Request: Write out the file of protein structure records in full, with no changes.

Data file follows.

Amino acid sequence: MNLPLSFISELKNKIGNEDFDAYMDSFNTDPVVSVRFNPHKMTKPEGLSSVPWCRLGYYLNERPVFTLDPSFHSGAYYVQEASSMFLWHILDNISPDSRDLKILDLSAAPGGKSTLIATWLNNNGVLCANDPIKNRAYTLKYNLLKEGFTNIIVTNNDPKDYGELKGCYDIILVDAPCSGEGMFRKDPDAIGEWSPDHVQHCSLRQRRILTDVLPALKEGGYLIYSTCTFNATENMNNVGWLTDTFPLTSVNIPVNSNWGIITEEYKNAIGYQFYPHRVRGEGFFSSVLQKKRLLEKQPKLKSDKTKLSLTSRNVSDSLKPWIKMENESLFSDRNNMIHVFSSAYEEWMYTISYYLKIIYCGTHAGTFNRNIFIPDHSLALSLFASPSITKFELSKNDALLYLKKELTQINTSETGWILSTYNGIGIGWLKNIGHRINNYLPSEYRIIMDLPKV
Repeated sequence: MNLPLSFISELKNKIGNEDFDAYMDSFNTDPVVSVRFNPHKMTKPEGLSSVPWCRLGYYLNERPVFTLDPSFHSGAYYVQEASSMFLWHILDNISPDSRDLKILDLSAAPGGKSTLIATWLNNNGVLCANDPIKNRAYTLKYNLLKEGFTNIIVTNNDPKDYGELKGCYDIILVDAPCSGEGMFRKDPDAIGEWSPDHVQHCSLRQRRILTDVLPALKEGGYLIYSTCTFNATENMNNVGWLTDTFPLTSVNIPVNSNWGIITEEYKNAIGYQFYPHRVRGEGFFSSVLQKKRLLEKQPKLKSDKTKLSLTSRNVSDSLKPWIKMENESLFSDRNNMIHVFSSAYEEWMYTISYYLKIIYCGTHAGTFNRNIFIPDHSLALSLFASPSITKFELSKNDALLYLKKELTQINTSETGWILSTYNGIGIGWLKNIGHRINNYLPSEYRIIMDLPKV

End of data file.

Amino acid sequence: MNLPLSFISELKNKIGNEDFDAYMDSFNTDPVVSVRFNPHKMTKPEGLSSVPWCRLGYYLNERPVFTLDPSFHSGAYYVQEASSMFLWHILDNISPDSRDLKILDLSAAPGGKSTLIATWLNNNGVLCANDPIKNRAYTLKYNLLKEGFTNIIVTNNDPKDYGELKGCYDIILVDAPCSGEGMFRKDPDAIGEWSPDHVQHCSLRQRRILTDVLPALKEGGYLIYSTCTFNATENMNNVGWLTDTFPLTSVNIPVNSNWGIITEEYKNAIGYQFYPHRVRGEGFFSSVLQKKRLLEKQPKLKSDKTKLSLTSRNVSDSLKPWIKMENESLFSDRNNMIHVFSSAYEEWMYTISYYLKIIYCGTHAGTFNRNIFIPDHSLALSLFASPSITKFELSKNDALLYLKKELTQINTSETGWILSTYNGIGIGWLKNIGHRINNYLPSEYRIIMDLPKV
Repeated sequence: MNLPLSFISELKNKIGNEDFDAYMDSFNTDPVVSVRFNPHKMTKPEGLSSVPWCRLGYYLNERPVFTLDPSFHSGAYYVQEASSMFLWHILDNISPDSRDLKILDLSAAPGGKSTLIATWLNNNGVLCANDPIKNRAYTLKYNLLKEGFTNIIVTNNDPKDYGELKGCYDIILVDAPCSGEGMFRKDPDAIGEWSPDHVQHCSLRQRRILTDVLPALKEGGYLIYSTCTFNATENMNNVGWLTDTFPLTSVNIPVNSNWGIITEEYKNAIGYQFYPHRVRGEGFFSSVLQKKRLLEKQPKLKSDKTKLSLTSRNVSDSLKPWIKMENESLFSDRNNMIHVFSSAYEEWMYTISYYLKIIYCGTHAGTFNRNIFIPDHSLALSLFASPSITKFELSKNDALLYLKKELTQINTSETGWILSTYNGIGIGWLKNIGHRINNYLPSEYRIIMDLPKV